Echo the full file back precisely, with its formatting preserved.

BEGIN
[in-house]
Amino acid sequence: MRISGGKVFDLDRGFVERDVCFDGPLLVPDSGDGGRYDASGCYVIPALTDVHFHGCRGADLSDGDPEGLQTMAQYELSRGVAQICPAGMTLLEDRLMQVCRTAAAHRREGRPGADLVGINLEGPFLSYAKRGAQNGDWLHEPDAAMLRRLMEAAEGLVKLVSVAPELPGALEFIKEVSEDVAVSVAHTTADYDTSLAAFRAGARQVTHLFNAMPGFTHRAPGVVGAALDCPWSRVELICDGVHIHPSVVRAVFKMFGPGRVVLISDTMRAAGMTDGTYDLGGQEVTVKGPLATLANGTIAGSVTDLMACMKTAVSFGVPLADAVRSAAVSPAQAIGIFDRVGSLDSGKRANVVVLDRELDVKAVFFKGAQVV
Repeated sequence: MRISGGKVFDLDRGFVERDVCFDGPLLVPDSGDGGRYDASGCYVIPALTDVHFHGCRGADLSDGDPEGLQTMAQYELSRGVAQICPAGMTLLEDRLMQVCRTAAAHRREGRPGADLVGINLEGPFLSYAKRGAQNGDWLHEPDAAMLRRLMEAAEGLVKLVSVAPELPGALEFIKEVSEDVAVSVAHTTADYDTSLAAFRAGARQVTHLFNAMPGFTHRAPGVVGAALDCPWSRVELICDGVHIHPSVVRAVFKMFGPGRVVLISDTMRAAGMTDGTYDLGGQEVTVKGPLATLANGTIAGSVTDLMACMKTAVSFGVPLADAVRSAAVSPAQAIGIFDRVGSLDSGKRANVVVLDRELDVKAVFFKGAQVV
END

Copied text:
[in-house]
Amino acid sequence: MRISGGKVFDLDRGFVERDVCFDGPLLVPDSGDGGRYDASGCYVIPALTDVHFHGCRGADLSDGDPEGLQTMAQYELSRGVAQICPAGMTLLEDRLMQVCRTAAAHRREGRPGADLVGINLEGPFLSYAKRGAQNGDWLHEPDAAMLRRLMEAAEGLVKLVSVAPELPGALEFIKEVSEDVAVSVAHTTADYDTSLAAFRAGARQVTHLFNAMPGFTHRAPGVVGAALDCPWSRVELICDGVHIHPSVVRAVFKMFGPGRVVLISDTMRAAGMTDGTYDLGGQEVTVKGPLATLANGTIAGSVTDLMACMKTAVSFGVPLADAVRSAAVSPAQAIGIFDRVGSLDSGKRANVVVLDRELDVKAVFFKGAQVV
Repeated sequence: MRISGGKVFDLDRGFVERDVCFDGPLLVPDSGDGGRYDASGCYVIPALTDVHFHGCRGADLSDGDPEGLQTMAQYELSRGVAQICPAGMTLLEDRLMQVCRTAAAHRREGRPGADLVGINLEGPFLSYAKRGAQNGDWLHEPDAAMLRRLMEAAEGLVKLVSVAPELPGALEFIKEVSEDVAVSVAHTTADYDTSLAAFRAGARQVTHLFNAMPGFTHRAPGVVGAALDCPWSRVELICDGVHIHPSVVRAVFKMFGPGRVVLISDTMRAAGMTDGTYDLGGQEVTVKGPLATLANGTIAGSVTDLMACMKTAVSFGVPLADAVRSAAVSPAQAIGIFDRVGSLDSGKRANVVVLDRELDVKAVFFKGAQVV